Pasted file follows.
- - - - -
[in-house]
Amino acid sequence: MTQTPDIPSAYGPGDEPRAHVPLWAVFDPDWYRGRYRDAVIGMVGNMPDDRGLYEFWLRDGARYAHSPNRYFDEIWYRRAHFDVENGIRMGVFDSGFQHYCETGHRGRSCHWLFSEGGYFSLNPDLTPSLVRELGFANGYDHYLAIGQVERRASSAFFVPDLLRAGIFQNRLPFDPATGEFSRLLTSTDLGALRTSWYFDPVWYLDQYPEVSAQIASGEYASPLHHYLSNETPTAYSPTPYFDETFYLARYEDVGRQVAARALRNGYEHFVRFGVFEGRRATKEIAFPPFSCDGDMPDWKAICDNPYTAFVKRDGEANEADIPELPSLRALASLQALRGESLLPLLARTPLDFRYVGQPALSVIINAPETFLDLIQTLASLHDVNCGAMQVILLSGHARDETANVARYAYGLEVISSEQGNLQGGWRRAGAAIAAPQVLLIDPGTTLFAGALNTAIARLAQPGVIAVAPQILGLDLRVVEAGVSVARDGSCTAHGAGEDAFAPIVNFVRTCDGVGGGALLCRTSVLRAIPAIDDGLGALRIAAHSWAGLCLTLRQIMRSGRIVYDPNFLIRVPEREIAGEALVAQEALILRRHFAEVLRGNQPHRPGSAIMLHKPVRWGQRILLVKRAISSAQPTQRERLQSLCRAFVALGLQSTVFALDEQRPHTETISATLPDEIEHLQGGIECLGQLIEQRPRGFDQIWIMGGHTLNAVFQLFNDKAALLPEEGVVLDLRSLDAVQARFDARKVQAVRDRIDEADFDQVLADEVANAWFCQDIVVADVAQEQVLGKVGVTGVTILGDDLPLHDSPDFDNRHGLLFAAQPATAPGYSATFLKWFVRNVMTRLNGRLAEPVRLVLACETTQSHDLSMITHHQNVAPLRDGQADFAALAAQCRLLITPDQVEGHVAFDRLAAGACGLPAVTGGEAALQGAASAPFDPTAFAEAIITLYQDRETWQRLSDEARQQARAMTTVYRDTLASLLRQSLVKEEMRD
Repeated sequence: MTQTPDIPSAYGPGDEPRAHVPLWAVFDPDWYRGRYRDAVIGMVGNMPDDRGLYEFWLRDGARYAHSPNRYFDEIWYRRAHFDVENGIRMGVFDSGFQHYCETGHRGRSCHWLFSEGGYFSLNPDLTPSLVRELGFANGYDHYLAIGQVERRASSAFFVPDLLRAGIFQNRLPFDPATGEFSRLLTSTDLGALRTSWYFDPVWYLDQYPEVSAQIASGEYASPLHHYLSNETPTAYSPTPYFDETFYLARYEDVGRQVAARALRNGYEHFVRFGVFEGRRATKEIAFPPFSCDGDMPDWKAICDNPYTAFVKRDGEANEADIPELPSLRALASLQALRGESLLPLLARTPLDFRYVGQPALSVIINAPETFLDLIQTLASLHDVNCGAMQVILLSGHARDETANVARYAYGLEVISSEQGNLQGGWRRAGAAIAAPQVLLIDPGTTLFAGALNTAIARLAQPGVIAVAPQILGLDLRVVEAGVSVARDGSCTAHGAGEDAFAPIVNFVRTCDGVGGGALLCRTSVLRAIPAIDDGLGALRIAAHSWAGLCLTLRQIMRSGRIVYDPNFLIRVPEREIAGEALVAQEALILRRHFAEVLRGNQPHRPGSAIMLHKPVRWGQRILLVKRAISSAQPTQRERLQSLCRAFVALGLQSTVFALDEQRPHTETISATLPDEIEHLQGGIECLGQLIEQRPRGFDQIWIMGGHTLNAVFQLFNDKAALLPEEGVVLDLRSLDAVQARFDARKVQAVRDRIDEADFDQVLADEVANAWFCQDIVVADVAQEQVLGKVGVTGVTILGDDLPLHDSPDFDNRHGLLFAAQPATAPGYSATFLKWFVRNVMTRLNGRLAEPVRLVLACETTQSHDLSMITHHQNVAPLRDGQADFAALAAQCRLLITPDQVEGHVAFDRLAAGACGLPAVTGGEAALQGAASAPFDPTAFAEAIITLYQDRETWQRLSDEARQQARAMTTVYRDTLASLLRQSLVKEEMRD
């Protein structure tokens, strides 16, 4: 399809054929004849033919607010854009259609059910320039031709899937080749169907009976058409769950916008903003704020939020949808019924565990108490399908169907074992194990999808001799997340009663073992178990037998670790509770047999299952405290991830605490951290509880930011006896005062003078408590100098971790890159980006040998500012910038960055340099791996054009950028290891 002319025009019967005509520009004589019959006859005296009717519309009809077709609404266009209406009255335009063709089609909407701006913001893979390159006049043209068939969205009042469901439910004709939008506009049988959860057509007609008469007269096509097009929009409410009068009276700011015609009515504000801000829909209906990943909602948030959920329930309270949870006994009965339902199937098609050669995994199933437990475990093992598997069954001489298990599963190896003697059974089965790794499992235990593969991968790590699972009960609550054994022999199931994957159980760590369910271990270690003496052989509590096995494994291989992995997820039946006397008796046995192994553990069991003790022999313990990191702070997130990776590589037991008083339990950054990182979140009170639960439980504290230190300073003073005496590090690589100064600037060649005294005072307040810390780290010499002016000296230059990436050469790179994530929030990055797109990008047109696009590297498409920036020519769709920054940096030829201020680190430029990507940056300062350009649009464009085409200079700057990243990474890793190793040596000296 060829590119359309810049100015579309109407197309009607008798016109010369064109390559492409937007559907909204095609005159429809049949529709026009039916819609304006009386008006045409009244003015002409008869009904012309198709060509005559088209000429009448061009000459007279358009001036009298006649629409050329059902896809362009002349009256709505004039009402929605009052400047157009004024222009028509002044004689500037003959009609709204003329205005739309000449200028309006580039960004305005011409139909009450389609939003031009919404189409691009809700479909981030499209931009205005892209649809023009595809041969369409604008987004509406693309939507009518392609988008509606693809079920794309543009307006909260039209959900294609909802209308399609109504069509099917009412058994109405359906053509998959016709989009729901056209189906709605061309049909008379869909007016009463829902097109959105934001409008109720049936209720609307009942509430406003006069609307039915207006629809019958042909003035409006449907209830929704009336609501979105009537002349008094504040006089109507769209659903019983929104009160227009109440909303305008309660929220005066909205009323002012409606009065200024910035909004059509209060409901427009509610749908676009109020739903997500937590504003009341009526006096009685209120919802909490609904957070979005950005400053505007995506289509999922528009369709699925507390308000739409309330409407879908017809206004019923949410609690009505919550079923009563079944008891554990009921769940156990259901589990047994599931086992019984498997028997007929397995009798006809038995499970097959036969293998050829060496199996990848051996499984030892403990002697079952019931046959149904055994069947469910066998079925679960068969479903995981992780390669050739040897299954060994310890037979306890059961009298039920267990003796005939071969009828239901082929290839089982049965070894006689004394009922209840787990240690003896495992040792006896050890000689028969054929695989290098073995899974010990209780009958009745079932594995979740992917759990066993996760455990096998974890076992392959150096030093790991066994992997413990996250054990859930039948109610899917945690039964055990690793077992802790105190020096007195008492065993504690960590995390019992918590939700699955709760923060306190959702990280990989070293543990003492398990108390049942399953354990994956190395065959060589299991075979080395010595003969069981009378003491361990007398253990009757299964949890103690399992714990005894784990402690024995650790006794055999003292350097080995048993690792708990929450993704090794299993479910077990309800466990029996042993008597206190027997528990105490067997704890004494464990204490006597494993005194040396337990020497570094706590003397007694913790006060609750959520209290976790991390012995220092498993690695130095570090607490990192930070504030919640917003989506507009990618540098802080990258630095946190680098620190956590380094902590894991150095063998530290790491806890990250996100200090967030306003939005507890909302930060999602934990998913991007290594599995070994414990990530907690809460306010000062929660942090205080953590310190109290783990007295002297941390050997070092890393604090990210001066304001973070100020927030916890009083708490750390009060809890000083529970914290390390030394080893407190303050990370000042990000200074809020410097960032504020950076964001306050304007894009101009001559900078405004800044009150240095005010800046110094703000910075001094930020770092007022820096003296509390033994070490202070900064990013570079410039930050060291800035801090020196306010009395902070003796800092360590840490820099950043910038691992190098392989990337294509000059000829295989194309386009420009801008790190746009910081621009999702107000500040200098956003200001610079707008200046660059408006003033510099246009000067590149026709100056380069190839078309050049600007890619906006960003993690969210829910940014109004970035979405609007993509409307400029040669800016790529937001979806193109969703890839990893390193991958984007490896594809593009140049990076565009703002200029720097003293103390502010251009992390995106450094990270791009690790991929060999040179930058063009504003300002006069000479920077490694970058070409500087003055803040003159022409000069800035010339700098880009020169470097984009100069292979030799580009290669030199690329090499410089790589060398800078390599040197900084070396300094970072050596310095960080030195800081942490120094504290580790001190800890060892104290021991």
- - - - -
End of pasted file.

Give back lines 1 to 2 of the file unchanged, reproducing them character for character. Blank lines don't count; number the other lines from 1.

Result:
[in-house]
Amino acid sequence: MTQTPDIPSAYGPGDEPRAHVPLWAVFDPDWYRGRYRDAVIGMVGNMPDDRGLYEFWLRDGARYAHSPNRYFDEIWYRRAHFDVENGIRMGVFDSGFQHYCETGHRGRSCHWLFSEGGYFSLNPDLTPSLVRELGFANGYDHYLAIGQVERRASSAFFVPDLLRAGIFQNRLPFDPATGEFSRLLTSTDLGALRTSWYFDPVWYLDQYPEVSAQIASGEYASPLHHYLSNETPTAYSPTPYFDETFYLARYEDVGRQVAARALRNGYEHFVRFGVFEGRRATKEIAFPPFSCDGDMPDWKAICDNPYTAFVKRDGEANEADIPELPSLRALASLQALRGESLLPLLARTPLDFRYVGQPALSVIINAPETFLDLIQTLASLHDVNCGAMQVILLSGHARDETANVARYAYGLEVISSEQGNLQGGWRRAGAAIAAPQVLLIDPGTTLFAGALNTAIARLAQPGVIAVAPQILGLDLRVVEAGVSVARDGSCTAHGAGEDAFAPIVNFVRTCDGVGGGALLCRTSVLRAIPAIDDGLGALRIAAHSWAGLCLTLRQIMRSGRIVYDPNFLIRVPEREIAGEALVAQEALILRRHFAEVLRGNQPHRPGSAIMLHKPVRWGQRILLVKRAISSAQPTQRERLQSLCRAFVALGLQSTVFALDEQRPHTETISATLPDEIEHLQGGIECLGQLIEQRPRGFDQIWIMGGHTLNAVFQLFNDKAALLPEEGVVLDLRSLDAVQARFDARKVQAVRDRIDEADFDQVLADEVANAWFCQDIVVADVAQEQVLGKVGVTGVTILGDDLPLHDSPDFDNRHGLLFAAQPATAPGYSATFLKWFVRNVMTRLNGRLAEPVRLVLACETTQSHDLSMITHHQNVAPLRDGQADFAALAAQCRLLITPDQVEGHVAFDRLAAGACGLPAVTGGEAALQGAASAPFDPTAFAEAIITLYQDRETWQRLSDEARQQARAMTTVYRDTLASLLRQSLVKEEMRD